LSU Health Shreveport among three in the United States engaged in a COVID-19 clinical trial


SHREVEPORT, La. (KTAL / KMSS) – LSU Health in Shreveport is among the first centers in the United States to enroll patients in an international study to test the use of nitric oxide to improve outcomes for COVID patients -19 with severely damaged lungs.

The Critical Care and Emergency Medicine Faculty of LSU Health of the Department of Medicine will perform the tests using inhaled nitric oxide gas, hopefully to effectively kill the coronvirus in damaged lungs and improve the intake of oxygen to injured tissue.

“It was previously suggested that inhaled nitric oxide reduced the original infectiousness of SARS-CoV over a decade ago, but its effect on SARS-CoV2 remains unknown. In addition, research by LSU Health Shreveport has shown that nitric oxide is a powerful protector against tissue hypoxia, which occurs during a severe Covid-1 infection, “said Dr. Chris Kevil, vice-chancellor of research at LSU Health Shreveport.

The Department of Anesthesia at Massachusetts General Hospital (MGH) and the Cardiology Division of the Department of Medicine at the University of Alabama-Birmingham (UAB) join the Faculty of Critical Care and Emergency Medicine at study. United States to enroll patients in the study.

Keith Scott, MD, MSc, FCCM, principal investigator for the nitric oxide clinical trial, said, “We are extremely confident that this therapy will change the devastating effects of CoVID-19, but we need to test it.”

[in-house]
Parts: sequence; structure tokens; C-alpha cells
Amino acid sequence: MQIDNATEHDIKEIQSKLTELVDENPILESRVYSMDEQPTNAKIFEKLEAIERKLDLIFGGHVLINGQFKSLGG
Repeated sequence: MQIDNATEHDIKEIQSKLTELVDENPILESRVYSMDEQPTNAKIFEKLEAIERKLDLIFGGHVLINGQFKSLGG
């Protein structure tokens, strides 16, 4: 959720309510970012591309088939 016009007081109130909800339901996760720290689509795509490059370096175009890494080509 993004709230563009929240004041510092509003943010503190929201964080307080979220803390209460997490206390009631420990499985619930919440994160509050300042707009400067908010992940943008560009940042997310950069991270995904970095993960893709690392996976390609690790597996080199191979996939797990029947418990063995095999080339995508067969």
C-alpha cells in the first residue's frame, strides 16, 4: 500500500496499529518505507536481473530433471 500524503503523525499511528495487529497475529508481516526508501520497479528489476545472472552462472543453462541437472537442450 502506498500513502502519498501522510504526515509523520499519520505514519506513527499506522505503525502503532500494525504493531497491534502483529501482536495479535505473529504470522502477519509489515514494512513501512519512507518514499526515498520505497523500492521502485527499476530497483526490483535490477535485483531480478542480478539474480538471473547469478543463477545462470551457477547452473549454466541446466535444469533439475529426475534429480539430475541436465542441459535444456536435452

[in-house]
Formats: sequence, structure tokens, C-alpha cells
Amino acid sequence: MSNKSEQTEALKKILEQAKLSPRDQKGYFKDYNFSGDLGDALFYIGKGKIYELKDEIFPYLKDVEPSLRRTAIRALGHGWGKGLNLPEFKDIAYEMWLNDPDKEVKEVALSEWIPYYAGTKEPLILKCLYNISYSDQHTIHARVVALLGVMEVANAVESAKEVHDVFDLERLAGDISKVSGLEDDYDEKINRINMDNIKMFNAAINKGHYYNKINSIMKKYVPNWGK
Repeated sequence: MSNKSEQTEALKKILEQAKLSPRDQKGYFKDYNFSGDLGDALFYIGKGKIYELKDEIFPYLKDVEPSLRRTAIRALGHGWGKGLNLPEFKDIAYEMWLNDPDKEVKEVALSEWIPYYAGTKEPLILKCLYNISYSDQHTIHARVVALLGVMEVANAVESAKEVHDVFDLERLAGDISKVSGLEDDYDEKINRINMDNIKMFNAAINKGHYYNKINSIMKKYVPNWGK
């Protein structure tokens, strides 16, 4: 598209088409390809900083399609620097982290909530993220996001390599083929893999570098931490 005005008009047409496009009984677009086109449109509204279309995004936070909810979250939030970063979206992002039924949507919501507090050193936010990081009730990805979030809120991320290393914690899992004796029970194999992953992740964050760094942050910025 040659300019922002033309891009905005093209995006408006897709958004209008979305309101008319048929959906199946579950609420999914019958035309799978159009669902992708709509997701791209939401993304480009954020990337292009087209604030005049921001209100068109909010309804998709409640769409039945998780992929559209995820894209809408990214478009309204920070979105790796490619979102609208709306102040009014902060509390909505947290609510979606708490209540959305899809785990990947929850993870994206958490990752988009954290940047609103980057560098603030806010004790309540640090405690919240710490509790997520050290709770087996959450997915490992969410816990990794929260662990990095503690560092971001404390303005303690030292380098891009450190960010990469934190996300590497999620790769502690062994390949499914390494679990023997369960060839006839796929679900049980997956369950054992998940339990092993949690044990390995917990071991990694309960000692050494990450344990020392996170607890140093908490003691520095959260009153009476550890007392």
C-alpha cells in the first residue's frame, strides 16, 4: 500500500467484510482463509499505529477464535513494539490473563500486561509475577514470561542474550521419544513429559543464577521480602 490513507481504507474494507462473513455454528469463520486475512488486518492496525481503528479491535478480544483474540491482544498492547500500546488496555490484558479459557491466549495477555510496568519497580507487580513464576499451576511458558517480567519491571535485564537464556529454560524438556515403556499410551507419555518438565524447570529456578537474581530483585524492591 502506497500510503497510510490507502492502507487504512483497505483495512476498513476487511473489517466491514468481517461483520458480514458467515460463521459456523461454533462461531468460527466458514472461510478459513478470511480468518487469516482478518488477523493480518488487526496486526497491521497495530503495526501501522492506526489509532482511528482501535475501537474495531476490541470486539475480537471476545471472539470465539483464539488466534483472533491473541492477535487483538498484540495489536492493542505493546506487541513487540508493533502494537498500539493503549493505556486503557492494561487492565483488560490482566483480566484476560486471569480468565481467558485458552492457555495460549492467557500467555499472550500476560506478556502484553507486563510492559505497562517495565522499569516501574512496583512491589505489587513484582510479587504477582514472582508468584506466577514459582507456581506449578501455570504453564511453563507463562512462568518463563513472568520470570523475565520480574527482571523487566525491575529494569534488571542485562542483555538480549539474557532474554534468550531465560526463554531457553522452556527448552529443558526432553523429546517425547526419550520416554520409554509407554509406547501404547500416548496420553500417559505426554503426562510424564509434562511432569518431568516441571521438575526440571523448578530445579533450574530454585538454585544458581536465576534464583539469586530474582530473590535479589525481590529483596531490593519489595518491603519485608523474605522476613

Scott said the gas was already approved by the FDA, so if the results of the study prove promising, “Widespread use could begin immediately. “

Steven Conrad, MD, PhD, MS, ME, MBA, MSST, MSC, works with Scott on the trial. Scott said Conrad “brings a wealth of research experience and knowledge to working with critically ill patients.”

In Italy, during the COVID-19 epidemic, the gas was used in less controlled study conditions; However, according to Dr. Lorenzo Berra, an intensive care specialist at Massachusetts General Hospital, who directs the new trial, the treatment appeared to significantly increase the oxygen levels in the blood of patients with COVID-19. But, he added, more rigorous testing is needed to clarify the contribution of nitric oxide.

Colorless and odorless gas, nitric oxide is inhaled through a mask or potentially through a small flute. It can also be useful in protecting healthcare workers on the front lines of the pandemic disease.

A second proposed trial, still under review by a Massachusetts General Hospital research group, would recruit healthcare workers who are regularly exposed to patients with COVID-19 and who are themselves at high risk for infection. For 10 to 15 minutes at the start and end of each shift, doctors and nurses pulled a portable device and inhaled a large dose of nitric oxide.

In humans, nitric oxide is naturally generated by blood vessels and certain brain cells. It helps regulate blood pressure, gobbles up invading toxins, and prevents platelets in the blood from forming clots that can be significantly compromised during times of stress, including infection, justifying the need for additional supplies.

When inflammation, emphysema, or a disease like cystic fibrosis attacks the lungs, large blood vessels, and tiny capillaries that release oxygen. Inhaled nitric oxide also relaxes these vessels, increasing oxygen transfer to the blood and lightening the workload of the heart.

Physicians who wish a patient to access this clinical trial should send an email to [email protected] with relevant details about the patient.

More COVID-19 clinical trials will be announced soon.

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